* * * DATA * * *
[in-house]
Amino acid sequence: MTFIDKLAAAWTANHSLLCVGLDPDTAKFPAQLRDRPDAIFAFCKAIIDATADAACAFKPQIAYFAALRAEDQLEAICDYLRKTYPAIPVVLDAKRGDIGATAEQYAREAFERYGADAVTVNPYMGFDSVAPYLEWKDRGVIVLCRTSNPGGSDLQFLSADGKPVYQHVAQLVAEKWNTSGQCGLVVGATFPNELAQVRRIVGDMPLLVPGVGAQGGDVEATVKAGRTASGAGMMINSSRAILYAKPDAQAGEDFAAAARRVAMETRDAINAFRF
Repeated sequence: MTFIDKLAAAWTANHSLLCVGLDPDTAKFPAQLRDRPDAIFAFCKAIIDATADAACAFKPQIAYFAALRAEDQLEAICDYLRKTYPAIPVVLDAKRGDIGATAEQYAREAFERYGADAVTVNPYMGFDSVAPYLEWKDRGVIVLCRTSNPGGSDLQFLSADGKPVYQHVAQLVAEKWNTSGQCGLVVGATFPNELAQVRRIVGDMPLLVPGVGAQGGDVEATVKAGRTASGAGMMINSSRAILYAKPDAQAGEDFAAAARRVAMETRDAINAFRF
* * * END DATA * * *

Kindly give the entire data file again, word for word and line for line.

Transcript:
[in-house]
Amino acid sequence: MTFIDKLAAAWTANHSLLCVGLDPDTAKFPAQLRDRPDAIFAFCKAIIDATADAACAFKPQIAYFAALRAEDQLEAICDYLRKTYPAIPVVLDAKRGDIGATAEQYAREAFERYGADAVTVNPYMGFDSVAPYLEWKDRGVIVLCRTSNPGGSDLQFLSADGKPVYQHVAQLVAEKWNTSGQCGLVVGATFPNELAQVRRIVGDMPLLVPGVGAQGGDVEATVKAGRTASGAGMMINSSRAILYAKPDAQAGEDFAAAARRVAMETRDAINAFRF
Repeated sequence: MTFIDKLAAAWTANHSLLCVGLDPDTAKFPAQLRDRPDAIFAFCKAIIDATADAACAFKPQIAYFAALRAEDQLEAICDYLRKTYPAIPVVLDAKRGDIGATAEQYAREAFERYGADAVTVNPYMGFDSVAPYLEWKDRGVIVLCRTSNPGGSDLQFLSADGKPVYQHVAQLVAEKWNTSGQCGLVVGATFPNELAQVRRIVGDMPLLVPGVGAQGGDVEATVKAGRTASGAGMMINSSRAILYAKPDAQAGEDFAAAARRVAMETRDAINAFRF